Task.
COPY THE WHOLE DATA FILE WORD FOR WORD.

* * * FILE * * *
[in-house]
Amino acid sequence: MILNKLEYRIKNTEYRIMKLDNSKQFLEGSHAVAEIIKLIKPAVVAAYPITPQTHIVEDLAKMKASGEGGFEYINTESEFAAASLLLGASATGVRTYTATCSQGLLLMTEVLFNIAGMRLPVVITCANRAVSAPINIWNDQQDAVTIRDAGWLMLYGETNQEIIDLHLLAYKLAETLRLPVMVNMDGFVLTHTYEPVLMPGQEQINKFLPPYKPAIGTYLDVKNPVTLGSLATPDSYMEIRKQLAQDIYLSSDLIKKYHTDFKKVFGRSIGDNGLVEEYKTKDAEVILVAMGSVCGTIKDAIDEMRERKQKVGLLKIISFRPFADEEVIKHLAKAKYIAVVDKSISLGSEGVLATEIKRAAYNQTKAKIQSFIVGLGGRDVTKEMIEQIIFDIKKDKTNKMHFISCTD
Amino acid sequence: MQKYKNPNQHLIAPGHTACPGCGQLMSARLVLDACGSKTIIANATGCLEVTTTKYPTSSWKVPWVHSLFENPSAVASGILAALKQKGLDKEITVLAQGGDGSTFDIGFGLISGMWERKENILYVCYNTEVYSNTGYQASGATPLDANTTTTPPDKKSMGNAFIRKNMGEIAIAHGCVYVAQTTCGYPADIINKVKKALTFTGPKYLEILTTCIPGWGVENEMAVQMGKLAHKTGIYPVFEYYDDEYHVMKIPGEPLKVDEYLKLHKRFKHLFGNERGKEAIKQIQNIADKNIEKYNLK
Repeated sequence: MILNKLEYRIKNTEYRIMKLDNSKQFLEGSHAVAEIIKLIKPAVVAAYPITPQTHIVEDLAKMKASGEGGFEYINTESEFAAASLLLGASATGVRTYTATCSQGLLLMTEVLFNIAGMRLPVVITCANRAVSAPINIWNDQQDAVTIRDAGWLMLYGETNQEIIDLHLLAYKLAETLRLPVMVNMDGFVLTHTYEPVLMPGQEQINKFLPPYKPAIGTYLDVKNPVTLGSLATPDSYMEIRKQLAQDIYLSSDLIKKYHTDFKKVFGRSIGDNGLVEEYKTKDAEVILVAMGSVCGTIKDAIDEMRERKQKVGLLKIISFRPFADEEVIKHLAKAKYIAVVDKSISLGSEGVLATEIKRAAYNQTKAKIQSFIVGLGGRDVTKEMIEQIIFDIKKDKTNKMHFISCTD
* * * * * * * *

[in-house]
Amino acid sequence: MILNKLEYRIKNTEYRIMKLDNSKQFLEGSHAVAEIIKLIKPAVVAAYPITPQTHIVEDLAKMKASGEGGFEYINTESEFAAASLLLGASATGVRTYTATCSQGLLLMTEVLFNIAGMRLPVVITCANRAVSAPINIWNDQQDAVTIRDAGWLMLYGETNQEIIDLHLLAYKLAETLRLPVMVNMDGFVLTHTYEPVLMPGQEQINKFLPPYKPAIGTYLDVKNPVTLGSLATPDSYMEIRKQLAQDIYLSSDLIKKYHTDFKKVFGRSIGDNGLVEEYKTKDAEVILVAMGSVCGTIKDAIDEMRERKQKVGLLKIISFRPFADEEVIKHLAKAKYIAVVDKSISLGSEGVLATEIKRAAYNQTKAKIQSFIVGLGGRDVTKEMIEQIIFDIKKDKTNKMHFISCTD
Amino acid sequence: MQKYKNPNQHLIAPGHTACPGCGQLMSARLVLDACGSKTIIANATGCLEVTTTKYPTSSWKVPWVHSLFENPSAVASGILAALKQKGLDKEITVLAQGGDGSTFDIGFGLISGMWERKENILYVCYNTEVYSNTGYQASGATPLDANTTTTPPDKKSMGNAFIRKNMGEIAIAHGCVYVAQTTCGYPADIINKVKKALTFTGPKYLEILTTCIPGWGVENEMAVQMGKLAHKTGIYPVFEYYDDEYHVMKIPGEPLKVDEYLKLHKRFKHLFGNERGKEAIKQIQNIADKNIEKYNLK
Repeated sequence: MILNKLEYRIKNTEYRIMKLDNSKQFLEGSHAVAEIIKLIKPAVVAAYPITPQTHIVEDLAKMKASGEGGFEYINTESEFAAASLLLGASATGVRTYTATCSQGLLLMTEVLFNIAGMRLPVVITCANRAVSAPINIWNDQQDAVTIRDAGWLMLYGETNQEIIDLHLLAYKLAETLRLPVMVNMDGFVLTHTYEPVLMPGQEQINKFLPPYKPAIGTYLDVKNPVTLGSLATPDSYMEIRKQLAQDIYLSSDLIKKYHTDFKKVFGRSIGDNGLVEEYKTKDAEVILVAMGSVCGTIKDAIDEMRERKQKVGLLKIISFRPFADEEVIKHLAKAKYIAVVDKSISLGSEGVLATEIKRAAYNQTKAKIQSFIVGLGGRDVTKEMIEQIIFDIKKDKTNKMHFISCTD